Lenna Darbin Andrews, teacher and director, says music is 'serious fun'
The director of the Hudson Valley Music Academy and of Chester Academy plays makes sure breakthroughs aren't a 'one-time thing'
Lenna Darbin Andrews
By Ginny Privitar
GOSHEN — Lenna Darbin Andrews is known to the local school community for her direction of several successful plays for the Chester Academy. A musician and opera singer, Andrews also directs the Hudson Valley Music Academy in Goshen, which has produced many outstanding students.
She's now directing "The Wizard of Oz" for a performance at the Chester Academy in April.
Andrews grew up in northern Indiana, near Chicago. She has studied piano and cello since age four and took up voice in high school. While still in middle school, she became an opera "super fan," after seeing her first at Chicago’s Lyric Opera House.
She attended the world-famous Jacobs School of Music at Indiana University. There she participated in 14 operas before graduating with a degree in performance. The Dallas Opera hired her directly out of college, and she sang there for five years. She and her husband, Alan, then moved to New York so she could pursue her career. Her professional name is Lenna Darbin.
She sang in New York for many years. Then the couple started a family, and her priorities shifted toward her children and teaching. Andrews had extensive teaching experience in private and prep schools in the city and also gave private lessons before starting her own school, the Hudson Valley Music Academy, in 2003.
She continued to sing professionally, at Taconic Opera, the premier regional opera company in Westchester, at Hudson Opera Theater in Orange County, and in Connecticut. She is a mezzo-soprano with 27 roles on her resume. Her favorite role is Suzuki, the servant maid in "Madame Butterfly."
"The audience watches Suzuki to know what’s going on," Andrews said. "It’s a powerful role, even though she’s just a servant."
'My way of life'These days, teaching takes up all her time.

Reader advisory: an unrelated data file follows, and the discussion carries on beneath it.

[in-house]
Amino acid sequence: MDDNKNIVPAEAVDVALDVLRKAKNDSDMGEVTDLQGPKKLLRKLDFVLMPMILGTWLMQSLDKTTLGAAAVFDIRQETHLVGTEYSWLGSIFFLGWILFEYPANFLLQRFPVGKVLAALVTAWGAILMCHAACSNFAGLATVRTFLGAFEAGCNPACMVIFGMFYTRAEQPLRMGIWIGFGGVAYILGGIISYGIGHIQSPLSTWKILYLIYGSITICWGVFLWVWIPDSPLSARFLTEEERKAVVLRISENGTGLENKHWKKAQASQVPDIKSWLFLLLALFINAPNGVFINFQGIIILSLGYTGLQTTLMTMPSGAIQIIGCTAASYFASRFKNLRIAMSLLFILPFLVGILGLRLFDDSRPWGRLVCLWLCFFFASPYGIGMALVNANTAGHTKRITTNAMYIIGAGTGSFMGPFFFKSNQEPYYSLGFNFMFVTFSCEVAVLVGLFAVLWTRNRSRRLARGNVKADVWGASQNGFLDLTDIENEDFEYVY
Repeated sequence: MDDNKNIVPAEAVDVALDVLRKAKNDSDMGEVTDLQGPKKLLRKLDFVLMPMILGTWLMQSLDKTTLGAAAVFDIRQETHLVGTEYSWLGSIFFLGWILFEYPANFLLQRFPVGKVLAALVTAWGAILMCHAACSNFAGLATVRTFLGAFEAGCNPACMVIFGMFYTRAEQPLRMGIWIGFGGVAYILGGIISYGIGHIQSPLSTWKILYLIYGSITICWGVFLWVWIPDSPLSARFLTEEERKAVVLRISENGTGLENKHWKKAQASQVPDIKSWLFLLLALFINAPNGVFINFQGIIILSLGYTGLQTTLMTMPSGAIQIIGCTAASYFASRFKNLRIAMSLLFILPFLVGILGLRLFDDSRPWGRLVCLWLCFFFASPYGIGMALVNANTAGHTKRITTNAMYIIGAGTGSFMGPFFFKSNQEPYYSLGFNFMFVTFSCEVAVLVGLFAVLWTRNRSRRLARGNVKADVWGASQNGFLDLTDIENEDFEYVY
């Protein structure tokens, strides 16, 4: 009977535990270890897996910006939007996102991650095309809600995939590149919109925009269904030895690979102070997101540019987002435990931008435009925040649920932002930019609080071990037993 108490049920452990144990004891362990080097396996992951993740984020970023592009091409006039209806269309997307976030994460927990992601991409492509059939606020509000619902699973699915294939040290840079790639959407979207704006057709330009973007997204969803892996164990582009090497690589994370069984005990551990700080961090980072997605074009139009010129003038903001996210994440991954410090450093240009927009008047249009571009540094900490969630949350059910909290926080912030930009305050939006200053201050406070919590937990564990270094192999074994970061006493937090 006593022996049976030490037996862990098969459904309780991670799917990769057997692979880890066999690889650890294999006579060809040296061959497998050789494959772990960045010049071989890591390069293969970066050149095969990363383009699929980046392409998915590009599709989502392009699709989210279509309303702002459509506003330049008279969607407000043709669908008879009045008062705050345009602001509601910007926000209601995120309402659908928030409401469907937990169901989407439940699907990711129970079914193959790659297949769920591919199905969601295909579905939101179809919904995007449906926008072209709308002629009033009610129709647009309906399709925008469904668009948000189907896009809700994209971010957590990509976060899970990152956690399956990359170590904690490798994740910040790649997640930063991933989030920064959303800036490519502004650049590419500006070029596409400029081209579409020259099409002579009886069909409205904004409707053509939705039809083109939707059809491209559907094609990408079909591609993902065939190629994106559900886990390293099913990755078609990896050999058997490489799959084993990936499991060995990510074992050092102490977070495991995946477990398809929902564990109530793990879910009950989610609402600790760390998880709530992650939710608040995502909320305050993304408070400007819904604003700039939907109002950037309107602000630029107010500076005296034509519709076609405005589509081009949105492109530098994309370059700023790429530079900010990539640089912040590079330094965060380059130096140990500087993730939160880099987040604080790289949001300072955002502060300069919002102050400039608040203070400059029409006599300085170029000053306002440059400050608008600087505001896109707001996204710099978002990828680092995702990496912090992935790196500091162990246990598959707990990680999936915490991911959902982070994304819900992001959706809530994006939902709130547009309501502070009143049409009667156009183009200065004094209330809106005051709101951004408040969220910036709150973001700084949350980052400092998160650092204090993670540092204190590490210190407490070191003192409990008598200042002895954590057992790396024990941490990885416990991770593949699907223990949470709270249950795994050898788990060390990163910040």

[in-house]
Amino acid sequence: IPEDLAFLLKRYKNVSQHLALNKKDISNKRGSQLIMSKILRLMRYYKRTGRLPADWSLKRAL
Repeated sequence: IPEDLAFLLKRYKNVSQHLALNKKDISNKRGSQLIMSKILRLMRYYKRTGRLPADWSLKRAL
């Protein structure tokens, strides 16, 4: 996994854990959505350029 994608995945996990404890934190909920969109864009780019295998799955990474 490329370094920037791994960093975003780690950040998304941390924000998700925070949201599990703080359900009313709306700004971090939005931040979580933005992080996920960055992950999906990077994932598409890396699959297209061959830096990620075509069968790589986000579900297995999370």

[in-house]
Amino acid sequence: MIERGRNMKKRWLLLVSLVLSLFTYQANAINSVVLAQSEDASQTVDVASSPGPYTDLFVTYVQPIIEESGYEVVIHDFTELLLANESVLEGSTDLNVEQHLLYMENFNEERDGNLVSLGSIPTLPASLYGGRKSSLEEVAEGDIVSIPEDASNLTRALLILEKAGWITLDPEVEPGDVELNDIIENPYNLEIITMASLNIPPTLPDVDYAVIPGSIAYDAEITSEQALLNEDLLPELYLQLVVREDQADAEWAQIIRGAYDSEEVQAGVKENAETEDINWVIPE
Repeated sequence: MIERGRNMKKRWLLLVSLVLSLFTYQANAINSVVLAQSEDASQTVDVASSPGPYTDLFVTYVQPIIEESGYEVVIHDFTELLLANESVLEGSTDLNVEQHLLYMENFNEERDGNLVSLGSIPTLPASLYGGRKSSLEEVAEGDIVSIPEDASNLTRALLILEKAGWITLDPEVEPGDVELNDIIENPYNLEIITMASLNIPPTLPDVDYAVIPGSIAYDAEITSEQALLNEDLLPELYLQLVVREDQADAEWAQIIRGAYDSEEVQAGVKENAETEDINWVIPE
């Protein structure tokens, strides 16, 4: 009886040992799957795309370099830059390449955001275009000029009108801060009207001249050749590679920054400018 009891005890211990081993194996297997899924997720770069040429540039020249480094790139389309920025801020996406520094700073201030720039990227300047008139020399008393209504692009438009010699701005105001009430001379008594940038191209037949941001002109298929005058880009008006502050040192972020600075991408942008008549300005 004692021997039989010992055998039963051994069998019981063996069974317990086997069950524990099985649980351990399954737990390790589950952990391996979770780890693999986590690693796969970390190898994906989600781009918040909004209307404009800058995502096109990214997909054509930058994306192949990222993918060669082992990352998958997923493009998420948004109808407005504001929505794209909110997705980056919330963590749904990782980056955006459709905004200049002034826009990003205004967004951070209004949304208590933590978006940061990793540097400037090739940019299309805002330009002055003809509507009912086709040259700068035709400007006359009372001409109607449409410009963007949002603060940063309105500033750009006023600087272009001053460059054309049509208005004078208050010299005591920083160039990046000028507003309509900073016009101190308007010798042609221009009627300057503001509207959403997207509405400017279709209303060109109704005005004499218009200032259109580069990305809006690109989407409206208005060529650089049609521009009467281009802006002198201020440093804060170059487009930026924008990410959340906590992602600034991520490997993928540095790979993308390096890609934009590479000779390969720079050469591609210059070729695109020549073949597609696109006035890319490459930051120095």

"It’s what I know, and I found out I’m very good at it and had a good rapport with children since day one. It grew into my way of life," she said.
Learning music is a gradual process, Andrews said.
"And then the students grasp it when they have their breakthrough, and it’s up to me to make sure that wasn’t a one-time thing," she said.
She is adamant about protecting the health of voices. The singers Adele, Idina Menzel, and Sam Smith have been diagnosed with serious vocal problems from not resting their voices, she said. Rest, hydration, and learning to pace yourself are important.
"The voice is a biological instrument, and it needs to be protected,” said Andrews.
The most publicly successful of her students is Chester Academy student Jonathan Walters-Suber, who won an amateur night event singing at the Apollo Theater. Other students have been admitted to prestigious programs at New York University Tish School of the Arts, SUNY Binghamton, and SUNY Purchase. One student won a full vocal scholarship to Berklee College of Music in Boston.
'More than just music'Why is music important?
"It opens up both hemispheres of the brain," she said. "It allows the brain to communicate with itself better and oftentimes music students do better in school. "It’s more than just music — it’s educating the whole child."
The school has six teachers and employs traditional music education. Students learn to read music and rudiments of the instruments. Lessons are available in voice, piano, guitar, drums, cello, as well as electric guitar and drums. Musical styles range from pop to classical and everything in between, and students range from age four to 78.
After lessons Andrews makes sure parents know what the student was working on and what they’re responsible for learning. There are two recitals a year. The most recent took place on Jan. 13 at St. John’s Lutheran Church in Middletown, where Andrews is also the music director.
The school attracts and retains good teachers.
"I pay one of the highest salaries in Orange County and treat them with respect," She said. "The teachers are the school. We’re more like a family; not so commercial. We’re definitely about quality.
"We’re serious, but we have a lot of fun," she said.
The school offers a free introductory lesson and no registration fee for new students in piano, voice, guitar, and drums.
Hudson Valley Music Academy is located at 2002 Route 17M in Goshen, and may be reached at 845-248-0566.